You are the first Austrian woman to have been on all 82 alpine four-thousanders. What was the moment where you knew: I have to go up all of them?

Marlies Czerny: I remember that moment very well, because at that time Andi and I were on a pretty long mountain tour. After the tour we were too tired to start anywhere else. We sat in Switzerland at a lake and Andi asked me just by the way, how many four-thousanders I had already been on. I didn’t even know because I hadn’t kept a tour book  – mountaineering was my way of finding balance, I didn‘t want to write it all down in my free time because that’s what I did at my job. But there is a four-thousander guidebook. I picked it up and crossed out all the tours I had already done. When I counted them, I actually surprised myself: there were already 62. Only 20 were left! So then I thought – yeah, why not all of them?

What do you find up in the mountains that you don’t get in the valley?

Marlies Czerny: Peace, solitude, a broad perspective, beautiful sunrises, and above all focus and concentration.

Marlies und Andreas bei ihrem Vortrag. Credit: Vanessa Graf

How do you deal with dangers on the mountain? Mountaineering is pretty challenging after all …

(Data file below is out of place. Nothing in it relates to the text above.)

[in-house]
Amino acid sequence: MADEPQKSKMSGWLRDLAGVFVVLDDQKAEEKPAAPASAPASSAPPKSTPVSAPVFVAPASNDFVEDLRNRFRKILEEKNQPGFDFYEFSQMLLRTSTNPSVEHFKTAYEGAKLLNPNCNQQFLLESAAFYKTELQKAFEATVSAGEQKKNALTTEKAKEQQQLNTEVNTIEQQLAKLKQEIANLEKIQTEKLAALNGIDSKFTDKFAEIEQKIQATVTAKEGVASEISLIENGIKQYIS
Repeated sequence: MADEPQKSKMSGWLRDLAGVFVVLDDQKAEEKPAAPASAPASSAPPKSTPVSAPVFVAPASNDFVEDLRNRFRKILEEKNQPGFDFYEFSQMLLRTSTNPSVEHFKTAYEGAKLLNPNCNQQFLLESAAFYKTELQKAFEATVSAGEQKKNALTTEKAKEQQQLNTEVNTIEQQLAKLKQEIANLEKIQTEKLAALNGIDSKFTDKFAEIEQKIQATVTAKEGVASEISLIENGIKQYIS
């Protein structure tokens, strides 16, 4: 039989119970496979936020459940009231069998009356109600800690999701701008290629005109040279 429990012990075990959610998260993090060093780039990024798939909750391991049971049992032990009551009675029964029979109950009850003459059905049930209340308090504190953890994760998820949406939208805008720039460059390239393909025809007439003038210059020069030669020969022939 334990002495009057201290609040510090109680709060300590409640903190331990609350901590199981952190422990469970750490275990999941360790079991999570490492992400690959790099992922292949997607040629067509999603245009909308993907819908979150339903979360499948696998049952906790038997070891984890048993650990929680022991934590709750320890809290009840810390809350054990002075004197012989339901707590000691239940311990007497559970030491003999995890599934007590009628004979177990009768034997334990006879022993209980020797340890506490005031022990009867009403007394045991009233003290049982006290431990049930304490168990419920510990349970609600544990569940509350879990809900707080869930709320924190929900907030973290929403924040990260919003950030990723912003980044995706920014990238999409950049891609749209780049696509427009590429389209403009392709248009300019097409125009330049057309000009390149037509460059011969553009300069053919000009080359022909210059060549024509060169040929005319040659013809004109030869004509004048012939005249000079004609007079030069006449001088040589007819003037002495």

Marlies Czerny: Yes. And you can keep seeking out the challenges and mastering them. It’s always a great feeling when you make it, especially when you do it together with a partner. When you master that kind of challenge together, it connects you even more.

Are there a lot of moments where you have to make difficult decisions?

Marlies Czerny: Oh yeah, that happens very often. Very, very often. As a mountaineer you have to make a lot of decisions in a matter of seconds – where you’re going, where to climb, where to grip. So not just whether to turn around! But you really make a lot of decisions about your own life. You definitely listen to your gut feelings a lot based on the experiences you’ve had so far. Sometimes it also needs to be discussed, what are the pros and what are the cons, but I find it’s good to have a partner that you trust. You know, he knows me and I know him and then we make a decision together. And the decision that you make, it just fits. There are often decisions where you know that if you make a mistake, you’re not coming home.

Credit: hochzwei.media, Robert Bauernhansl

Now you’ve sacrificed several perfect mountain days to work on your presentation. The premiere was at Deep Space 8K – why did you choose that location?

Marlies Czerny: Where else would you have the chance to see the mountains so close up and so big unless you go there? We had already been to Deep Space 8K once before and were really enthusiastic about it. The 16 by 9 meter screen, but also the proximity to the audience. I think we could have sold two or three times as many tickets, but we wanted this cool and somewhat exclusive setting. Here you really believe that you’re right there on the tour. I think when you present the mountain in a live-reporting style, people really get the feeling that they’re climbing there along with you. You can’t get that across with a small screen the way you can here.